Black House is a horror/fantasy novel written by Stephen King and Peter Straub. It is the sequel to their previous collaboration, The Talisman. There are rumors of a third Jack Sawyer novel possibly happening.
The novel continues the story of Jack Sawyer, who is now a retired police detective.
Synopsis[edit | edit source]
20 years after the events of The Talisman, "Hollywood Jack" Sawyer is a former LAPD detective living in the small town of French Landing, Wisconsin. He is reluctantly drawn out of retirement when FL's chief of police asks Jack's help in hunting down a cannibal serial killer dubbed "the Fisherman," who has been abducting and murdering children in the area.
The killer, 85-year-old nursing-home resident Charles Burnside, is "consensually possessed" by a sadistic demon called Munshun. Mr. Munshun is a servant of the Crimson King, tasked with acquiring child-slaves and searching for new Breakers. Tyler Marshall, the Fisherman's latest abductee, is an extraordinarily powerful Breaker--maybe powerful enough to bring the Tower down himself.
Jack learns all of this when he finally accepts the reality of his own repressed memories and "flips" into the Territories for the first time since he was 12. There he reunites with his old friend Speedy Parker's Territories twinner, the nigh-gunslinger called Parkus. While in the Territories, Jack meets and falls in love with Sophie, the beautiful young queen of that place, and realizes Sophie is a twinner of Judy Marshall, Tyler's mother.
After hearing rumors of a cursed house outside town, Jack intuits that the Fisherman is the house's architect: Charles Burnside.
Among other things, Black House is a door between worlds. After a wild killing spree that includes the murder of Jack's best friend, the mortally wounded Burnside leaves Black House and escapes to a hellish, volcanic region of End-World called the Furnace Lands, where Tyler Marshall is being held prisoner. When Burnside disobeys Munshun's order to deliver Tyler to the Crimson King and instead tries to take the boy for himself, Tyler fights back and kills him.
The "Sawyer Gang," made up of Jack, Chief Gilbert, and the surviving members of the Thunder Five (a part-time biker gang led by the father of one of the Fisherman's victims), make their way through the traps and horrors of Black House and arrive in the Furnace Lands. There they battle Munshun, and Jack finally slays the demon using a baseball bat infused with residual energy from the Talisman. Jack compels Tyler to destroy the Big Combination (the Crimson King's skyscraper-sized "power plant") and free the thousands of stolen children who were forced to toil there. As Tyler is reunited with his family, refugee children from multiple worlds pour out of Black House before the house itself is destroyed.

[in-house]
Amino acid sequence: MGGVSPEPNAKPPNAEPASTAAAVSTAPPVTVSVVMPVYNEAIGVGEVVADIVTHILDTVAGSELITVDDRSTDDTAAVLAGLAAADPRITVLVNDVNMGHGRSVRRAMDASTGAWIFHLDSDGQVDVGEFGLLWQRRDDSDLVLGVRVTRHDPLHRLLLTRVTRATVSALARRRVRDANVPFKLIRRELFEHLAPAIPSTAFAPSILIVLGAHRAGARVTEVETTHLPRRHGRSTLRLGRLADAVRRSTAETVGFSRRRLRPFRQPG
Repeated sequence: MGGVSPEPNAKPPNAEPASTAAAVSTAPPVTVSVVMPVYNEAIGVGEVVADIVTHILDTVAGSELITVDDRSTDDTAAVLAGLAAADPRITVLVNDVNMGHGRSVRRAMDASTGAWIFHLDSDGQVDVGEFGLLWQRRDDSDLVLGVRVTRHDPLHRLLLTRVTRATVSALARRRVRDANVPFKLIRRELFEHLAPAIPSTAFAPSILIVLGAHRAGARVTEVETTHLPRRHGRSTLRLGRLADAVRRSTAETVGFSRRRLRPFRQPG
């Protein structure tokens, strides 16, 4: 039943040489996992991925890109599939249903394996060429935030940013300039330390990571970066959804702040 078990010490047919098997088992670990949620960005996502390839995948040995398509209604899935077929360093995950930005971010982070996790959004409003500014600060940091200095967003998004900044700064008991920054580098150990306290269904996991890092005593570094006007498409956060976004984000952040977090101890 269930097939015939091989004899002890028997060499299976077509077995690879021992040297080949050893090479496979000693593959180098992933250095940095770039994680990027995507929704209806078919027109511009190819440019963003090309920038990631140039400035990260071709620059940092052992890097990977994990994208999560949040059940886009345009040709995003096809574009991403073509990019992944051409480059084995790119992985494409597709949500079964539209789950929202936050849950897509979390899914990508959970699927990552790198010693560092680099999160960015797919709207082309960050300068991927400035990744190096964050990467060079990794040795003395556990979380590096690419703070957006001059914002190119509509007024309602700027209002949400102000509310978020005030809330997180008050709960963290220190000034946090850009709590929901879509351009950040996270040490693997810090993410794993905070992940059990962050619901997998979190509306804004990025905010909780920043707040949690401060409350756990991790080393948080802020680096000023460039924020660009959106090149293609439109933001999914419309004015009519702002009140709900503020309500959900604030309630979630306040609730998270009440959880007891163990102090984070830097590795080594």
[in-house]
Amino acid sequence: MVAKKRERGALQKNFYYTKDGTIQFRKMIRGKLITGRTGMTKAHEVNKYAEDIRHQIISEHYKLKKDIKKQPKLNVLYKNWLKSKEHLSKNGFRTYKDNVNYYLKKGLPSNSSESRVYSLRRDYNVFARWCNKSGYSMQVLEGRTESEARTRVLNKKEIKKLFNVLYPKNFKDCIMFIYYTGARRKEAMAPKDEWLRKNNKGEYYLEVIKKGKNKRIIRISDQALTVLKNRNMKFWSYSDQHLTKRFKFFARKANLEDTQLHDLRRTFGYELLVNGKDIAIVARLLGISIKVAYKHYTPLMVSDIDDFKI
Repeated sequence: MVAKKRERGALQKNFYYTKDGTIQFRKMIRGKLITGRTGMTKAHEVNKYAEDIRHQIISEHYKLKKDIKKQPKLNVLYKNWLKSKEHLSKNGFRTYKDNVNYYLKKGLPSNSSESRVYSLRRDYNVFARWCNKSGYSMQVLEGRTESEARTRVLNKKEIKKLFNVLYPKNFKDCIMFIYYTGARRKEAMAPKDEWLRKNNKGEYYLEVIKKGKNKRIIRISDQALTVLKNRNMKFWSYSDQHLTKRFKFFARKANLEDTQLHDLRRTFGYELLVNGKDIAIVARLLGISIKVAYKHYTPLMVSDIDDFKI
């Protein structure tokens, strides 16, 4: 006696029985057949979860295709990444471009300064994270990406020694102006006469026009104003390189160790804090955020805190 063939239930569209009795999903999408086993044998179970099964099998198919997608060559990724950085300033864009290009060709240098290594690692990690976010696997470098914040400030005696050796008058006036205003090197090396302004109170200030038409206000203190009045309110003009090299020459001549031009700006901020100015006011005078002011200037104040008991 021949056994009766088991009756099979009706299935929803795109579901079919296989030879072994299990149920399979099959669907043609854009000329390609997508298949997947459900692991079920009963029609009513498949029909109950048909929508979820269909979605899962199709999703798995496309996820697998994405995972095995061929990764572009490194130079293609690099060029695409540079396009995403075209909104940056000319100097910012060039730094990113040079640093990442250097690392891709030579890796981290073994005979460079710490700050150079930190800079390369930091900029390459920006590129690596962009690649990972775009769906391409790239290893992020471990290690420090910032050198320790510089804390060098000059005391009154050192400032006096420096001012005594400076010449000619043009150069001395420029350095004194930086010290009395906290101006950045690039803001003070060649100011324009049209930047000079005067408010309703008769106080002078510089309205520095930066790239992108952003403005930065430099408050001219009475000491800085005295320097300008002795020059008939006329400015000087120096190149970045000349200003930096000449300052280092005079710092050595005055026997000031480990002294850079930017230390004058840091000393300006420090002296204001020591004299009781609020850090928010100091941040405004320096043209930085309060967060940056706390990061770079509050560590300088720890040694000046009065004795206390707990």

Weeks later, on stage at a police press conference, Jack is shot by the wife of a man he put away when he was still on the force. Speedy Parker is in the audience and manages to flip Jack into the Territories just before he dies.
As Jack lies unconscious in the Queen's Pavilion, Parkus explains to Queen Sophie that while Jack will recover, he is now "a creature of the Territories," and may never be able to return to his own world.
Connection to the Dark Tower Series[edit | edit source]
Jack first meets Sophie in one of the Little Sisters' hospital tents.
Jack, Parkus, and Sophie have their long palaver in a Speaking Ring, though Parkus explains that the demon who once resided there is long gone.
Parkus carries a hard calibre revolver with sandalwood grips, like those worn by gunslingers. Sophie greets him with, "Hile, gunslinger!" but Parkus insists he is not a true gunslinger. However, his mannerisms, knowledge, and use of the High Speech suggest he is in some way affiliated with what he calls the "ancient war-guild of Gilead."
The Furnace Lands are located in End-World, and it is implied that the Territories (also called the Borderlands) may exist on the same level of the Tower as Mid-World. In the final chapter, the Territories are said to be in the Inner Baronies, suggesting it is part of In-World.
The concept of "beam-breaking" makes its debut in Black House. The demon Munshun is a servant of the Crimson King tasked with gathering psychic children to use as Breakers, as well as acquiring child-slaves to toil in the Big Combination, a skyscraper-sized power plant of unknown purpose located in the Furnace Lands. Munshun employs geriatric serial killer Charles Burnside (a.k.a. the Fisherman) as his human agent.
Morgan of Orris, the evil wizard from The Talisman, is said to have also been a servant of the Crimson King.
Other Language of the Dead terms make their first appearance in Black House, including can-tah ("little gods"), can-tak ("big gods"), can-toi (servants of the can-tah/can-tak), and gorg ("death"). The phrase Can-tah Abbalah is translated as "the Court of the Crimson King," and is used to refer to those who serve directly under the Abbalah.
Black House itself may be an avatar of the Dark Tower.
The use of the word, "opopanax". In Black House, its definition is given as "describing a word that cannot be found in the dictionary." In Wolves of the Calla, it is the feather that is passed around Calla Bryn Sturgis to signal a town meeting.
In The Dark Tower, Walter/Flagg dons a metal cap similar to the one the Fisherman puts on Tyler Marshall when he confronts Mordred Deschain. Flagg describes the cap as having been "borrowed from a certain deserted house in the town of French Landing, Wisconsin."